4. The digital hygrometer (humidity/temperature reader) is a must.
Perhaps one of the most important accessories when you posses a custom string instruments.
It is very useful to control the relative humidity in the room where your instrument is being kept. Expensive classic instruments are kept in airtight cases with fully integrated hygrometer.
The most suitable relative humidity for a bouzouki instrument accordingly to an article by the famous luthier Xristo Spourdalaki in klika ( is from 47% to 57%.

5.Rise pouches, and closet. Old fashion techniques
Storage your musical string instrument inside its case, and position it horizontally flat with its back lying on the floor.If the area where you live has high levels of humidity, its been recommended to storage your musical string instrument with its case inside a walking closet
Place small cotton pouches full of rice or silicon small bags (silica gel) close to the neck inside the case to eliminate the moisture.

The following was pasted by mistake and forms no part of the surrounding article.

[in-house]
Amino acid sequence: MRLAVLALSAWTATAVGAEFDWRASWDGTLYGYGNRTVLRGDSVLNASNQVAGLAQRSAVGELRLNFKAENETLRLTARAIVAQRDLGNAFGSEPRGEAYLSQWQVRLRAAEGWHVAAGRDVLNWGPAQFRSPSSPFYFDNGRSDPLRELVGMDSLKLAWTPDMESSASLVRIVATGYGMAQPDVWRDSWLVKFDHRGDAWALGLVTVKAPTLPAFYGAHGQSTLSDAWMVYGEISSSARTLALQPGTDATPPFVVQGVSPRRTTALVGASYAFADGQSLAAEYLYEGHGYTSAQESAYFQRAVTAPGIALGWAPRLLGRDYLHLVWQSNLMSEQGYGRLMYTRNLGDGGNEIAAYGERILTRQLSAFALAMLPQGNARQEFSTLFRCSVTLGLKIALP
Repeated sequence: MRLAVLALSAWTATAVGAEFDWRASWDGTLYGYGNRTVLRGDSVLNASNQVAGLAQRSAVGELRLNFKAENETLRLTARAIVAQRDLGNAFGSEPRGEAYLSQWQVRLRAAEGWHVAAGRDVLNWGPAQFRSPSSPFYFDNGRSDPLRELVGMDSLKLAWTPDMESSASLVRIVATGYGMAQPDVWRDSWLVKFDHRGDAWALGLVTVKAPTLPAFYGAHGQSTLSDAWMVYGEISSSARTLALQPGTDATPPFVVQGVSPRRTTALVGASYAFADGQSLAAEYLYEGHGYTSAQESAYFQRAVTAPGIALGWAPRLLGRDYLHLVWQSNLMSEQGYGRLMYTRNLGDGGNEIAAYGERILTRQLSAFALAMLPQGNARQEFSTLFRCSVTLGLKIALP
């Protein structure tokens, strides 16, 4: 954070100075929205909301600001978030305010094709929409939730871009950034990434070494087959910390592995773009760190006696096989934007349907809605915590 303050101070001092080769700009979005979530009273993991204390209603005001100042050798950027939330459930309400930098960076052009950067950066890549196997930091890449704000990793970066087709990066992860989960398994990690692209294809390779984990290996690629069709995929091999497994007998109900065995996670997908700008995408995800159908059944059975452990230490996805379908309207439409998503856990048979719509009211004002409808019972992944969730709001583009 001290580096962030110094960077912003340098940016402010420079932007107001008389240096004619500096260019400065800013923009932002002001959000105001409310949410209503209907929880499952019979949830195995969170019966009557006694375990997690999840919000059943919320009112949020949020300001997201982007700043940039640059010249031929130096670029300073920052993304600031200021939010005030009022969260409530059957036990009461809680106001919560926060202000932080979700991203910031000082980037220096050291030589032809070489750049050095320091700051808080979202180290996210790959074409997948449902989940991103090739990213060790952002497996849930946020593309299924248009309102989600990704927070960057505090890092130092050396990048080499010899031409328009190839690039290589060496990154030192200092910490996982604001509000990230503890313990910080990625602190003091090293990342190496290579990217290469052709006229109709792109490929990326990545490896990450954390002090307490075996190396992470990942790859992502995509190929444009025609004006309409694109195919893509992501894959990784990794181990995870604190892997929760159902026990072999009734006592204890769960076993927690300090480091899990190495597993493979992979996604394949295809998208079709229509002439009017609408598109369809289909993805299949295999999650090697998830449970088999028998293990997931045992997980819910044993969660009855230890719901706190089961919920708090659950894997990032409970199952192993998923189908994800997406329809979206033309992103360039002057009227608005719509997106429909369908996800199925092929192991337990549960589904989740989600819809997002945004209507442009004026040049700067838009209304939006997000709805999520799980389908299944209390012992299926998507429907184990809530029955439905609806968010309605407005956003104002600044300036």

1. Hello Spiros,

    Firstly, I would like to congratulate you for the blog you have created. I hope that you will always have the time, the motivation and the strength to keep it alive.

    I have never realized that we could actually measure our instrument action. I know how important the action is etc etc. But I have never realized that I could keep the initial/original distance!Thanks for that.

    I may have one or two objections on the storage advices (4 & 5):

    4. Humidity, is (as you say) one of the most important parameter for the life of the instrument. But, temperature as well. The instrument absorbs and discards moisture (maniko changes position and extra forces apply to the instrument), from and to the environment, depending not only on the relative humidity, but on the combination of relative humidity and temperature. The amount of humidity that will be absorbed or discharged, depends also on the % of moisture the luthier kept to the wood during the construction of the instrument. Usually, this is up to 12%, for Greece. So, the range 45-55 % is fully adequate.